Bowl of fresh pears.

#5 A small handful of nuts and a pear

Nuts are considered very filling thanks to their fiber/fat/protein punch. About 15 almonds or 25 pistachio nuts clock in at 100 calories. Add a small high fiber pear and you have a filling snack packed with nutrients. You can also eat an apple and nut butter. The pectin and fiber in apples is filling. Make sure the nut butter has no added sugars. De-fatted powdered peanut butter is another option.

Fresh bread.

#6 A slice of whole grain bread and turkey

Breads with a simple list of ingredients and fiber can help to fill you up. Look for breads with whole grains, no added sugars, and at least 6 grams of fiber. There are also low sugar, high protein breads available at most markets. Aim for 80 calories or less per slice. Add a few slices of lean, roasted turkey or a small can of water-packed tuna for a filling snack or small meal.

Sliced sweet potato.

#7 Half a small sweet potato and a scoop of cottage cheese

Studies show that potatoes are filling and loaded with vitamins, fiber and other nutrients. Bake, boil or lightly roast them. Adding a serving of quality protein, like low sodium cottage cheese or Greek yogurt with some cinnamon, makes the perfect filling snack. You can also make it a small meal by topping the dish with fresh or grilled vegetables.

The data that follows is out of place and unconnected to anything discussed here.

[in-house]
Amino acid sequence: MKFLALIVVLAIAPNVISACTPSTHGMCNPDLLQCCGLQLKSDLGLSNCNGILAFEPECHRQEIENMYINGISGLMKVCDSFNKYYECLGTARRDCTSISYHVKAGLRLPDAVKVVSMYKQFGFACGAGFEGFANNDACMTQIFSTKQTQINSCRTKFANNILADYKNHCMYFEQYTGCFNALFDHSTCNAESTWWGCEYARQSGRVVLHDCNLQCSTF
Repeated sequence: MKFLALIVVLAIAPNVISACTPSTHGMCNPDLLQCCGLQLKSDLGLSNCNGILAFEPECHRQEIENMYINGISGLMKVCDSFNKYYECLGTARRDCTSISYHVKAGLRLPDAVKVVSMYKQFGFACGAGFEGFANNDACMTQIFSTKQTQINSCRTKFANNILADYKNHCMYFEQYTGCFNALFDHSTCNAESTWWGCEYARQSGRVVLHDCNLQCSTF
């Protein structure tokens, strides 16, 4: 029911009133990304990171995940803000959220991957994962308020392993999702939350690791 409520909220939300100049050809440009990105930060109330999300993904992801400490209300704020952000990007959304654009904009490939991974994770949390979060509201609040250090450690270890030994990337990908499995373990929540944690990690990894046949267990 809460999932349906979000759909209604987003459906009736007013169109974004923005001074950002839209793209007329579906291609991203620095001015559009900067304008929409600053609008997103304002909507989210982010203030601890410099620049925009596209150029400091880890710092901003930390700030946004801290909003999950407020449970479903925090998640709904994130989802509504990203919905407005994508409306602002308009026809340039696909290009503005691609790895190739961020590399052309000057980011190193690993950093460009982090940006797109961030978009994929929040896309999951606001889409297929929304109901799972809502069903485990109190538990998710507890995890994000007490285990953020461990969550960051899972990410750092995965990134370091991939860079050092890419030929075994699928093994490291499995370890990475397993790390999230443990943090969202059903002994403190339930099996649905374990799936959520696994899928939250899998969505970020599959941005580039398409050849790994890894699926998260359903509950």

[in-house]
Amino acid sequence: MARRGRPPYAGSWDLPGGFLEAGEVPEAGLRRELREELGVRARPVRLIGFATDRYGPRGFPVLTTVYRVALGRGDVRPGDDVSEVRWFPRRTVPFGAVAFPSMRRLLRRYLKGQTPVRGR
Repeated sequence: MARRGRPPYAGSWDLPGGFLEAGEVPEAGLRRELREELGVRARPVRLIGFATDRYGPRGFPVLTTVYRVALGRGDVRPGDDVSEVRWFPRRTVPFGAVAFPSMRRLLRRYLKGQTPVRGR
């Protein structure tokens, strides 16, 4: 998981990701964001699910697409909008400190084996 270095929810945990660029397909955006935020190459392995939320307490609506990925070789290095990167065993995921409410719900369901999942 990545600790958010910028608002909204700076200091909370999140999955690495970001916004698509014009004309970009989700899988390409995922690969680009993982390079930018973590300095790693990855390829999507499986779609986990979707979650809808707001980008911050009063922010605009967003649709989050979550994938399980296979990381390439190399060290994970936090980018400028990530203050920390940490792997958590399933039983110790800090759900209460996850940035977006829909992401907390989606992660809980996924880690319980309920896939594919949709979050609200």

Pasta salad.

#8 Chickpea pasta and vegetables

Pasta gets a bad rap because we tend to eat too large portions of white pasta, often topped with sugary processed tomato sauce or creamy white sauce. Recently, high protein pastas have hit the shelves. A new edition is chickpea-based pasta. This pasta is lower in overall carbs and high in fiber and protein. A two-ounce serving has about 190 calories and 8 grams of fiber. Toss in some veggies for a filling meal.

Hardboiled eggs.

#9 A hard-boiled egg

Think of an egg as a high quality dose of protein. One large hard-boiled egg has about 80 calories. Concerns in the past surfaced because eggs contain on average about 200 mg of cholesterol per serving. This had many experts recommending caution, but most of us can enjoy one or two eggs daily as part of a healthy, balanced diet. Add a slice of whole grain toast or slices of tomato for a snack or mini-meal.

Bowl of popcorn.

#10 Air-popped popcorn with some spicy seasoning

You can significantly lower the calorie load of prepared popcorn by making air pop microwave popcorn and nixing the melted butter. Studies show that adding some “hot flavor” like red pepper to dishes also helps to suppress appetite. Lightly sprinkle on some red pepper to punch up flavor and to fill you up even more. One cup of air popped popcorn has about 30 calories.

Amy Hendel, P.A.
Meet Our Writer
Amy Hendel, P.A.

Known as "The HealthGal", Amy Hendel P.A. is a medical and lifestyle reporter, nutrition and fitness expert, health coach and brand ambassador. Trained as a physician assistant, she maintains a health coach private practice in New York and Los Angeles. Author of The Four Habits of Healthy Families, find her on Twitter @Healthgal1103 and on Facebook @TheHealthGal. Check “Daily Health News” at healthgal.com. Her personal mantra? “Fix it first with food, fitness, and lifestyle.”